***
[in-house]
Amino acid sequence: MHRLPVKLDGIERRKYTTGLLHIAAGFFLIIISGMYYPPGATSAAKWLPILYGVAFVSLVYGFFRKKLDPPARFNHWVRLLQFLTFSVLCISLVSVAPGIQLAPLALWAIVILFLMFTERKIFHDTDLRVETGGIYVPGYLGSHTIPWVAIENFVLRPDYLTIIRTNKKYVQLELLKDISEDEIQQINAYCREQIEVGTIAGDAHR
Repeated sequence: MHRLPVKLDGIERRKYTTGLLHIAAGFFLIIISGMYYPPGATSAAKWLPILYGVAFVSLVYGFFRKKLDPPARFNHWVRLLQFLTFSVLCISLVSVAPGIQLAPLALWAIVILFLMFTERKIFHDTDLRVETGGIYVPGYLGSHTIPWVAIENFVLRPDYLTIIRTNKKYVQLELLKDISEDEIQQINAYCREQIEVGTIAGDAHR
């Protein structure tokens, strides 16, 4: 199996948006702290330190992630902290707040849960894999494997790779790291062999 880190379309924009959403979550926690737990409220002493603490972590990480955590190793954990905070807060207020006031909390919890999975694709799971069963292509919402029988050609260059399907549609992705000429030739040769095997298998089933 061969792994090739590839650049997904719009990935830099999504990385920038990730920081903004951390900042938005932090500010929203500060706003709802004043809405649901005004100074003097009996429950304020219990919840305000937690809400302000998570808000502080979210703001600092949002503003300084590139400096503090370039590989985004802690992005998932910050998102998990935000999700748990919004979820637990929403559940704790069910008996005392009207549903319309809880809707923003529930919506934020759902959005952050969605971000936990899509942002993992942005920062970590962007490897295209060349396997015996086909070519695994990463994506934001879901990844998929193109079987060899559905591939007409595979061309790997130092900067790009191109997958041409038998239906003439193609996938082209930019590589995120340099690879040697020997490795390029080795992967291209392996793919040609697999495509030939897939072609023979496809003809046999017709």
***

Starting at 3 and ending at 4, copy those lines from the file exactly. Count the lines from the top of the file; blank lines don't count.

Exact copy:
Repeated sequence: MHRLPVKLDGIERRKYTTGLLHIAAGFFLIIISGMYYPPGATSAAKWLPILYGVAFVSLVYGFFRKKLDPPARFNHWVRLLQFLTFSVLCISLVSVAPGIQLAPLALWAIVILFLMFTERKIFHDTDLRVETGGIYVPGYLGSHTIPWVAIENFVLRPDYLTIIRTNKKYVQLELLKDISEDEIQQINAYCREQIEVGTIAGDAHR
């Protein structure tokens, strides 16, 4: 199996948006702290330190992630902290707040849960894999494997790779790291062999 880190379309924009959403979550926690737990409220002493603490972590990480955590190793954990905070807060207020006031909390919890999975694709799971069963292509919402029988050609260059399907549609992705000429030739040769095997298998089933 061969792994090739590839650049997904719009990935830099999504990385920038990730920081903004951390900042938005932090500010929203500060706003709802004043809405649901005004100074003097009996429950304020219990919840305000937690809400302000998570808000502080979210703001600092949002503003300084590139400096503090370039590989985004802690992005998932910050998102998990935000999700748990919004979820637990929403559940704790069910008996005392009207549903319309809880809707923003529930919506934020759902959005952050969605971000936990899509942002993992942005920062970590962007490897295209060349396997015996086909070519695994990463994506934001879901990844998929193109079987060899559905591939007409595979061309790997130092900067790009191109997958041409038998239906003439193609996938082209930019590589995120340099690879040697020997490795390029080795992967291209392996793919040609697999495509030939897939072609023979496809003809046999017709």